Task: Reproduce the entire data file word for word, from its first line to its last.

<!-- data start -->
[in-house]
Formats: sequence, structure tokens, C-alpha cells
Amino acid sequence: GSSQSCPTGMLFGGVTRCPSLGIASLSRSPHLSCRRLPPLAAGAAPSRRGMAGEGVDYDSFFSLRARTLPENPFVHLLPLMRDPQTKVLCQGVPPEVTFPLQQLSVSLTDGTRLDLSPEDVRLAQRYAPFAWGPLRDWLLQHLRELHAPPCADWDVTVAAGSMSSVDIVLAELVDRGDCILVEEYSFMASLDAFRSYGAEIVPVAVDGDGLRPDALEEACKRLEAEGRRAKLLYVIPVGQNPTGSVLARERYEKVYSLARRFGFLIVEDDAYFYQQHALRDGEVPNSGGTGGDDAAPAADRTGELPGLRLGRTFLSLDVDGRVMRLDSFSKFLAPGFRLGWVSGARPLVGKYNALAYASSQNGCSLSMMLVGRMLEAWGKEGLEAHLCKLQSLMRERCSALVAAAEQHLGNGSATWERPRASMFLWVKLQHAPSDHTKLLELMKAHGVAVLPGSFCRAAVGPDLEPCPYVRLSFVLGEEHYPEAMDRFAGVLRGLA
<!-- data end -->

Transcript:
[in-house]
Formats: sequence, structure tokens, C-alpha cells
Amino acid sequence: GSSQSCPTGMLFGGVTRCPSLGIASLSRSPHLSCRRLPPLAAGAAPSRRGMAGEGVDYDSFFSLRARTLPENPFVHLLPLMRDPQTKVLCQGVPPEVTFPLQQLSVSLTDGTRLDLSPEDVRLAQRYAPFAWGPLRDWLLQHLRELHAPPCADWDVTVAAGSMSSVDIVLAELVDRGDCILVEEYSFMASLDAFRSYGAEIVPVAVDGDGLRPDALEEACKRLEAEGRRAKLLYVIPVGQNPTGSVLARERYEKVYSLARRFGFLIVEDDAYFYQQHALRDGEVPNSGGTGGDDAAPAADRTGELPGLRLGRTFLSLDVDGRVMRLDSFSKFLAPGFRLGWVSGARPLVGKYNALAYASSQNGCSLSMMLVGRMLEAWGKEGLEAHLCKLQSLMRERCSALVAAAEQHLGNGSATWERPRASMFLWVKLQHAPSDHTKLLELMKAHGVAVLPGSFCRAAVGPDLEPCPYVRLSFVLGEEHYPEAMDRFAGVLRGLA